NAD D 3020

Reinventing a Classic

Equipment report
Integrated amplifiers,
Headphone amps and amp/DACs
NAD D 3020
NAD D 3020

Speaking of sonic performance, the D 3020 for all its humble appearance is pure NAD. It’s firmly midrange-centered in its balance and never over-reaches in the sense of growing shrill on top or tubby on the bottom. Yes, it’s lighter in overall sound due to some bottom-octave attenuation, but the D3020 retains an essential presence, a midrange integrity, that sculpts the body of a performance and makes it live in the listening space. It also maintains a solid grip in the midbass, resolving Lee Sklar’s mellow bass lines with good pace and precision during James Taylor’s “Fire and Rain” [Warner]. Its response softens and loses definition only slightly when confronted with hard-charging electric bass pulses or the double-kick-drum rhythm figures flying off the feet of Metallica’s Lars Ulrich.

Vocals tended to sound a bit dry at times, an issue that affected female singers a little more than male ones. But multiple vocal images were generally very good. For example, during Jackson Browne’s “Colors of the Sun” [Asylum] the D 3020 reproduced a significant amount of the detail and interplay between the vocals of Browne and Don Henley.

While the specs and form factor of the D3020 suggest that it is ideally suited for desktop duty, I wanted to throw a wrench in the gears by giving the NAD a real shake-down with a highly esteemed compact loudspeaker, the Franco Serblin Accordo, a two-way compact of impeccable craftsmanship and provenance, and one of the last speakers authored by Serblin, who passed on in 2013. At 87dB the Accordo’s a medium-sensitivity loudspeaker with midrange and top-end response that are truly world-class. The D3020 never hiccupped at the challenge.

One of the liveliest recordings I have is the electrifying Jacques Loussier Trio playing The Best of Play Bach—a smile-inducing collection of jazz/classical bon-bons. The D 3020 handled the dynamics and harmonic and ambient density of this recording quite faithfully. There was some dynamic constriction and low-frequency pitch instability at moments, but overall performance from a sub-$1k 30Wpc amp has rarely been more impressive. And I admired the grip of this amp once again when confronted with the midbass tom-toms during Blood, Sweat & Tears’ “More and More” [Columbia]. Though piano timbre during “Sometimes in Winter” was a little cool, there was still a suggestion of the felt on the hammers damping the strings.

Perhaps the biggest surprise I encountered during my listening sessions was the quality and smoothness of the amp’s top end. This was a region where the Accordo tweeter would easily expose deficiencies, but the D 3020 met the challenge. As I listened to pianist Janne Mertanen play the Chopin Nocturnes [Alba], transient speed and harmonic openness were truly enthralling. Although there was a little bit of a ceiling over the performance—at least compared with pricier, wider-band amps that operate with more dynamic headroom—the D 3020 had little else to apologize for.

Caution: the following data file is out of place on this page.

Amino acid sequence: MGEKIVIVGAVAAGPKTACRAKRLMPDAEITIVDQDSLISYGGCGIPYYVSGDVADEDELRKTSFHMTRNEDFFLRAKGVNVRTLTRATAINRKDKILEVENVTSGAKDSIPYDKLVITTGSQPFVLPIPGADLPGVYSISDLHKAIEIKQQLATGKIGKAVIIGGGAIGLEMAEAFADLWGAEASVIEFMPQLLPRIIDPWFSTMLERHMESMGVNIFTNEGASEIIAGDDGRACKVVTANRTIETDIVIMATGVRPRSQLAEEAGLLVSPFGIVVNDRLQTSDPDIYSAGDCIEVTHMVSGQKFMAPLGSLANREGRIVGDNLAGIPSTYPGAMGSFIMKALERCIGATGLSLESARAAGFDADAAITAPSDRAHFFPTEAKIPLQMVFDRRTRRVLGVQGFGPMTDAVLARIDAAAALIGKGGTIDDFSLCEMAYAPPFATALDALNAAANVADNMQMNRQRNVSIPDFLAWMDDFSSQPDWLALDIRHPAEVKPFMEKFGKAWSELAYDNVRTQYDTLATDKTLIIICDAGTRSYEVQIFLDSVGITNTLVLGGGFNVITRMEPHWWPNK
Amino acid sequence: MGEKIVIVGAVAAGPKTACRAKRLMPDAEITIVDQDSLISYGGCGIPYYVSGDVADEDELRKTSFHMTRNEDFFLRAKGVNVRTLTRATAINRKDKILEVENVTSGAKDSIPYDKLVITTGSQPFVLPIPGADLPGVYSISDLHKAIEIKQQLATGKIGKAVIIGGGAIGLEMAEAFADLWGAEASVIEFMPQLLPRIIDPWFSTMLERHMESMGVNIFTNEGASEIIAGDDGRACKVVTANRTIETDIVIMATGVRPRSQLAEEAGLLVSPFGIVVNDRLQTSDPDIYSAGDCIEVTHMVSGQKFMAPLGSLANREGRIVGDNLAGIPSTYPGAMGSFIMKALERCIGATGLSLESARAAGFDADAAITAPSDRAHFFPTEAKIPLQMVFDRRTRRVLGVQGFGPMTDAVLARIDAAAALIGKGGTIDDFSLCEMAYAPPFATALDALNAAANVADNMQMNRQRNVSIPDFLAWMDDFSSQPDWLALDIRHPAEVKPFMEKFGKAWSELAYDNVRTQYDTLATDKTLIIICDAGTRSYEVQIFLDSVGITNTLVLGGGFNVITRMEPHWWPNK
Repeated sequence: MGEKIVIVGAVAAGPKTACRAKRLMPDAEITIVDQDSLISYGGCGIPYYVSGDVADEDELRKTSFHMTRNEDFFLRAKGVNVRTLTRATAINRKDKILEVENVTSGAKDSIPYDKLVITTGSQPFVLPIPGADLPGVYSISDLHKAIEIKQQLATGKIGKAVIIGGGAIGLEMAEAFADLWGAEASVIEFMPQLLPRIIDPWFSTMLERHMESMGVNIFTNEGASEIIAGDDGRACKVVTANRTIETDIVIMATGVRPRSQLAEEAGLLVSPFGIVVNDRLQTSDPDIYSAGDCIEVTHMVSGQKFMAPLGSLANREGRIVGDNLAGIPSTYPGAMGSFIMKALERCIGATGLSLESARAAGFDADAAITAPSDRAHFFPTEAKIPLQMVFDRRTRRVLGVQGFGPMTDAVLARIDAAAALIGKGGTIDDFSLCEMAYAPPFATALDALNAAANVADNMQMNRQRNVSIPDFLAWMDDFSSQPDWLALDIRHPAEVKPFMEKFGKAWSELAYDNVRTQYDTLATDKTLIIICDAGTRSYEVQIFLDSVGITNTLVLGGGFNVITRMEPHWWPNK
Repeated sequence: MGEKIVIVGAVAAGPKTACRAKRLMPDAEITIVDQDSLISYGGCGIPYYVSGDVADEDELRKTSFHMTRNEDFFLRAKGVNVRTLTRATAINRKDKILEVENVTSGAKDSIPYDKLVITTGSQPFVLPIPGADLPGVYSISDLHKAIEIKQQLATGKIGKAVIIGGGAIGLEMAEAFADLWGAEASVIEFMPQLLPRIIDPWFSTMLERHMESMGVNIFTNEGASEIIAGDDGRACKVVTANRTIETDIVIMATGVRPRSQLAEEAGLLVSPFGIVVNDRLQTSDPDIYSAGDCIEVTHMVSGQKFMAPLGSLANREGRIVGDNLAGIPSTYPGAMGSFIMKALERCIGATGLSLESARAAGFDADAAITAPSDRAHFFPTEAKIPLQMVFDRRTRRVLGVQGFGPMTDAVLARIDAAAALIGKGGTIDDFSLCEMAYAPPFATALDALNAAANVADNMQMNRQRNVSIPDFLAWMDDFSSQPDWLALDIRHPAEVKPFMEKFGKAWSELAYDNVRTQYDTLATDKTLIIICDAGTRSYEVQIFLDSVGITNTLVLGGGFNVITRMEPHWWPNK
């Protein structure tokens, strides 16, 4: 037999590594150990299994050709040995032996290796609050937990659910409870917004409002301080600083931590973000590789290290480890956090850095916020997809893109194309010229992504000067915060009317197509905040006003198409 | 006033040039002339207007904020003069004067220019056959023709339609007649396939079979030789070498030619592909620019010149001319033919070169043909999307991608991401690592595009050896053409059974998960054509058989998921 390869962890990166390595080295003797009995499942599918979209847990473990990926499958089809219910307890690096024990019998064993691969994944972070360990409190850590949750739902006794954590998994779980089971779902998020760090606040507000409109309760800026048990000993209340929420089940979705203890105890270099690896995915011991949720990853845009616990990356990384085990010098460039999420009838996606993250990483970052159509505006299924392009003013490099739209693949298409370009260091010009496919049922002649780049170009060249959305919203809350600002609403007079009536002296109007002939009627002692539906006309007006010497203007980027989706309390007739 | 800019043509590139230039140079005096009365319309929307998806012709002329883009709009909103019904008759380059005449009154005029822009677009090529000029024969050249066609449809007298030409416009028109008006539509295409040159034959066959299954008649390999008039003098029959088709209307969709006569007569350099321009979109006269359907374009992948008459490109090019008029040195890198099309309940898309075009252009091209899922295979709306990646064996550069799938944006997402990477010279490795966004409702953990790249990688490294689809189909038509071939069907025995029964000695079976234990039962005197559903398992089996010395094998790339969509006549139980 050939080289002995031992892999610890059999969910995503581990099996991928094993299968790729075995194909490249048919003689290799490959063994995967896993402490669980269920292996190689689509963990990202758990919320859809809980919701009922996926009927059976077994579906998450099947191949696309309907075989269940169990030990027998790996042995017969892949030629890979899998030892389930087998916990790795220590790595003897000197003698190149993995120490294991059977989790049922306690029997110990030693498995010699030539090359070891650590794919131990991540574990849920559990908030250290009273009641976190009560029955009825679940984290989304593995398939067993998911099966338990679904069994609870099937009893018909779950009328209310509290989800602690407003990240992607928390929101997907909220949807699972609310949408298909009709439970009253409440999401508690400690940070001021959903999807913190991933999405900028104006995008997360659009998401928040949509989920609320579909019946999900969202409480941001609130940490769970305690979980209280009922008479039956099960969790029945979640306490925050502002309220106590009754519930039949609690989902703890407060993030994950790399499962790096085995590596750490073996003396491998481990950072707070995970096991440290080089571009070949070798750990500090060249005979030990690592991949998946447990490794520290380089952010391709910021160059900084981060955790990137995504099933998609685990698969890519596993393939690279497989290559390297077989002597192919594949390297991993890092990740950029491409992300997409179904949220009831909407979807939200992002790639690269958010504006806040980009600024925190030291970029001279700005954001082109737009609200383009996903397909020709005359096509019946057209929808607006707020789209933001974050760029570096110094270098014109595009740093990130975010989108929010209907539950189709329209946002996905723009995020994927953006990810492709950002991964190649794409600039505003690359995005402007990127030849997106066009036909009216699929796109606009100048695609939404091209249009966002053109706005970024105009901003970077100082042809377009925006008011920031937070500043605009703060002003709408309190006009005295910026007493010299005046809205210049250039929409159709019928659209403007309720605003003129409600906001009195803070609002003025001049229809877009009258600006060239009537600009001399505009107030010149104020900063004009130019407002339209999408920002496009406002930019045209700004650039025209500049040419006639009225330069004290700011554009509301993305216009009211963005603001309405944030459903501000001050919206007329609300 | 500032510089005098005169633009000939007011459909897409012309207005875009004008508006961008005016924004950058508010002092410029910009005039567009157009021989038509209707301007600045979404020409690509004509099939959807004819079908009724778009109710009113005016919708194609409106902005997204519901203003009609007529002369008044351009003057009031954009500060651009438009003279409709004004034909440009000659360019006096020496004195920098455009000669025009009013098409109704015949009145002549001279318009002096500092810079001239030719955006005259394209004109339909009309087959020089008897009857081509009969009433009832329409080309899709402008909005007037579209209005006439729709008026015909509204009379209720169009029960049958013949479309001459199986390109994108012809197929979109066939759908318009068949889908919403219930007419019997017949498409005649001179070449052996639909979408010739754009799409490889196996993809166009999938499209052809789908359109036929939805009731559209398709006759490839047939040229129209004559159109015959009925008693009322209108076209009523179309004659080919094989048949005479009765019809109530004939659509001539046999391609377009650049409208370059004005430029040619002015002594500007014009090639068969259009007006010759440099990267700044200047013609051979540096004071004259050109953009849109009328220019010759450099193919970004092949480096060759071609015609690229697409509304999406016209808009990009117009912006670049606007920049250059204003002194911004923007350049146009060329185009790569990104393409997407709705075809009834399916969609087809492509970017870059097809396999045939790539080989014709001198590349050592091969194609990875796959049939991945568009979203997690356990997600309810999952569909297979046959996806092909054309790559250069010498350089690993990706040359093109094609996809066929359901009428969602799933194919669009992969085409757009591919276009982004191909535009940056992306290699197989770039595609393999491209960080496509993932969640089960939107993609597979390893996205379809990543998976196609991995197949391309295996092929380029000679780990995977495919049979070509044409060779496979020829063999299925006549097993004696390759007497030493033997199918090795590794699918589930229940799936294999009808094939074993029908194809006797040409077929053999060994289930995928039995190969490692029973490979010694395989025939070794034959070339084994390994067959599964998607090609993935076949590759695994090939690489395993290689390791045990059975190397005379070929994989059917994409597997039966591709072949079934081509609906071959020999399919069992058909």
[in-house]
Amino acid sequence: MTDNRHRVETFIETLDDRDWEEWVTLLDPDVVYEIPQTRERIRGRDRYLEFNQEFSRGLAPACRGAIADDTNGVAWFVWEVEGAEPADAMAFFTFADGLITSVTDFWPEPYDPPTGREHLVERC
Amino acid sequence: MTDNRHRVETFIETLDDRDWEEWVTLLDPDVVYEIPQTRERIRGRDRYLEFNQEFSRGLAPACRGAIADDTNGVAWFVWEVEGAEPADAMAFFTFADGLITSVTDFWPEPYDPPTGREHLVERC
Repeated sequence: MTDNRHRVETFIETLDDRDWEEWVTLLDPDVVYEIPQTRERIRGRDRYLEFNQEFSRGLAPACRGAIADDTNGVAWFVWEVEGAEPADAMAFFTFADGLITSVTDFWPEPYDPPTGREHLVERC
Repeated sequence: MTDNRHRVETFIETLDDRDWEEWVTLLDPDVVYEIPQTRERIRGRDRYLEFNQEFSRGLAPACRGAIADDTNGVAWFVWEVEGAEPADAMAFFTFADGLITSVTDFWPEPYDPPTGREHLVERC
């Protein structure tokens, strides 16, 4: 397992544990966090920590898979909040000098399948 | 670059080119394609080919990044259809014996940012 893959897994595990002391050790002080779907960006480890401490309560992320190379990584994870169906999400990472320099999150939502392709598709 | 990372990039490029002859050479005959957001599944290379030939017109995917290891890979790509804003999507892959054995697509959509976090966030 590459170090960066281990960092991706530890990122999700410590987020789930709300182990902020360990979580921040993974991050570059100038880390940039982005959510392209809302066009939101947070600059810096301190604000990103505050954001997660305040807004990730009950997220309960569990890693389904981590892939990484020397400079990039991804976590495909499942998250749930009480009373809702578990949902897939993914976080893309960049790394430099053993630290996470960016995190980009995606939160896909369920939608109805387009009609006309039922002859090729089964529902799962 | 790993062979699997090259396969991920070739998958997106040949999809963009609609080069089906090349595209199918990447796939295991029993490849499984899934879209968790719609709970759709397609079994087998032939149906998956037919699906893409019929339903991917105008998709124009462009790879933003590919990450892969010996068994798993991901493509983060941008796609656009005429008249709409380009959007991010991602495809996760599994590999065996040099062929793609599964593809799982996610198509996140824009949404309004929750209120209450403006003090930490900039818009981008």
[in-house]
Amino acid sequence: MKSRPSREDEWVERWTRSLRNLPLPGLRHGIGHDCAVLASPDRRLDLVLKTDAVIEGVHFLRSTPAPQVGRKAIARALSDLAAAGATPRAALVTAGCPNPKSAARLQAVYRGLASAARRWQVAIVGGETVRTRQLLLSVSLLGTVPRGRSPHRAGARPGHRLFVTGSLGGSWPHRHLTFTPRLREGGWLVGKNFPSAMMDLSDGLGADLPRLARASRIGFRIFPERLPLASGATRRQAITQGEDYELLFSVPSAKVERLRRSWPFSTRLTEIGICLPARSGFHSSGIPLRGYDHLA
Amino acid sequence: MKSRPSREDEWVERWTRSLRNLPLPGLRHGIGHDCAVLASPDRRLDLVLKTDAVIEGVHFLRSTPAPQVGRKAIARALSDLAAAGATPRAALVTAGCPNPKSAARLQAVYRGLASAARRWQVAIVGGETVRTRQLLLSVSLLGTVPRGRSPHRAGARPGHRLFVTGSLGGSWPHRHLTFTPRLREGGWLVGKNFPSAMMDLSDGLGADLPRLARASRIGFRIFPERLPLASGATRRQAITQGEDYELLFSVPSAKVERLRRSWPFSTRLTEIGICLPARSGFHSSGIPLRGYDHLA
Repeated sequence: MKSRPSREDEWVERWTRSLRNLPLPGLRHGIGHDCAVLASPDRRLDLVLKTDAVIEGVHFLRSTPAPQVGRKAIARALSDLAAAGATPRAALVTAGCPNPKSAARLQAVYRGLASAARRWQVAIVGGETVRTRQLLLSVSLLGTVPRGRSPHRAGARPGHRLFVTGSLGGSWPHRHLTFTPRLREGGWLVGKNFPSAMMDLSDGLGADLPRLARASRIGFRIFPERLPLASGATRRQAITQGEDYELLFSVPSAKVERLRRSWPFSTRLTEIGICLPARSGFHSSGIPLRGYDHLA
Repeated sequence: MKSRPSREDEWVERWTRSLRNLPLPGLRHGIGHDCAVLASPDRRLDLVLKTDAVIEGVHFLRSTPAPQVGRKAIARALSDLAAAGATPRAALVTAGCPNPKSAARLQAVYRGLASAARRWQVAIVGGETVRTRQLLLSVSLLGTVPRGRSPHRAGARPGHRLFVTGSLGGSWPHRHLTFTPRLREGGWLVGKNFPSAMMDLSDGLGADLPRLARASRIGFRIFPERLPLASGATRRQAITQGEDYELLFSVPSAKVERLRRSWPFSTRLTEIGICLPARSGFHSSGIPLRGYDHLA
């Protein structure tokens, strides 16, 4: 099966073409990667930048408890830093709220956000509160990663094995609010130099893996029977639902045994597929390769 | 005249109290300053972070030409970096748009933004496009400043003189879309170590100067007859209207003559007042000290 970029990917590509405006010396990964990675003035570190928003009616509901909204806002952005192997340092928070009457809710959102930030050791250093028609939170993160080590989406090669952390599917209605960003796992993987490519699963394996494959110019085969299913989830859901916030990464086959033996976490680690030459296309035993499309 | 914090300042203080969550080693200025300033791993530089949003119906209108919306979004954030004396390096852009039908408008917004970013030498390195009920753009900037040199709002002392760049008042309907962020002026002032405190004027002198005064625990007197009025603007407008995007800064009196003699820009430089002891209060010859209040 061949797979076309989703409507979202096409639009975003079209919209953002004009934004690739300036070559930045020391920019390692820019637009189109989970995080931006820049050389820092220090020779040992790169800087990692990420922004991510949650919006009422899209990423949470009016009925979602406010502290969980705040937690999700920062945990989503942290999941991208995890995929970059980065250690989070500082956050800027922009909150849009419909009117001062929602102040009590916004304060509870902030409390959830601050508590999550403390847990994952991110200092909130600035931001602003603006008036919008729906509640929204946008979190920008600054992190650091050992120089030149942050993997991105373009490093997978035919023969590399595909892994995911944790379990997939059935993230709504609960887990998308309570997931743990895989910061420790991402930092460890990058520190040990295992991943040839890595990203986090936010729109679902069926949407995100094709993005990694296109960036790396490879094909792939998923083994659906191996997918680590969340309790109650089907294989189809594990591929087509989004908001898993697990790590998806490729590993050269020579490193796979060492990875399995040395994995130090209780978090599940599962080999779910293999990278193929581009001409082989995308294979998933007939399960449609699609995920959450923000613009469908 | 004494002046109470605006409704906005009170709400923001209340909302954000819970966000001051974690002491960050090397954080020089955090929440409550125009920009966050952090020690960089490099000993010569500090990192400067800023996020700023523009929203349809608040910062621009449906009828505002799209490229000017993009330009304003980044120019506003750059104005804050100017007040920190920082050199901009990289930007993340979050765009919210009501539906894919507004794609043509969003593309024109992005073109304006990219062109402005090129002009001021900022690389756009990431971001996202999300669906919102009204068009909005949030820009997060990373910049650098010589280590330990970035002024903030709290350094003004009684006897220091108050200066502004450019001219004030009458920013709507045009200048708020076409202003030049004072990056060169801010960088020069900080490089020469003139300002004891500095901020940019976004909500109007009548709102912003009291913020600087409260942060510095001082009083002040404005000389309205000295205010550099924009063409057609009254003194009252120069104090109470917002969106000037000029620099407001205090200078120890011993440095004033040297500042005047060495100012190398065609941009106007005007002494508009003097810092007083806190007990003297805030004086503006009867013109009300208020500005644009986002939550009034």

Although I’m an infrequent headphone user, whenever I don my AKG K501 cans (still terrific after all these years) I am always impressed by the gorgeous midrange tonality and intimacy these 120-ohm ’phones produce. As a headphone amp, the D 3020 does its job noiselessly and is musically satisfying. The tonal characteristics that make it so appealing with conventional loudspeakers translate fully to the more intimate world of earspeakers. Frankly I haven’t ever appreciated headphone listening as much I did during the time I spent with the D 3020.

If computer audio is your primary source for music, and Blue Tooth capability is a must, then the D 3020 makes a compelling argument. The other argument is, hello, its price tag of $499, making it by most standards a small miracle of packaging and portability, and with few exceptions a delight to use and listen to. Too small for you? NAD has you covered with a bigger cousin in the new D 7050—a streaming integrated with more power, advanced topologies, plus AirPlay wireless at $999. For many, however, the D 3020 will be just what the digital doctor ordered. Faithful to the original 3020 but totally dialed in to our times.


Power output: 30Wpc into 8 ohms
Inputs: Three digital (USB, SPDIF, TosLink); one analog
Dimensions: 2.3" x 7.5" x 8.7"
Weight: 4.6 lbs.
Price: $499

NAD Electronics Intl
633 Granite Court
Pickering, Ontario
Canada, L1W 3K1
(905) 831-6555

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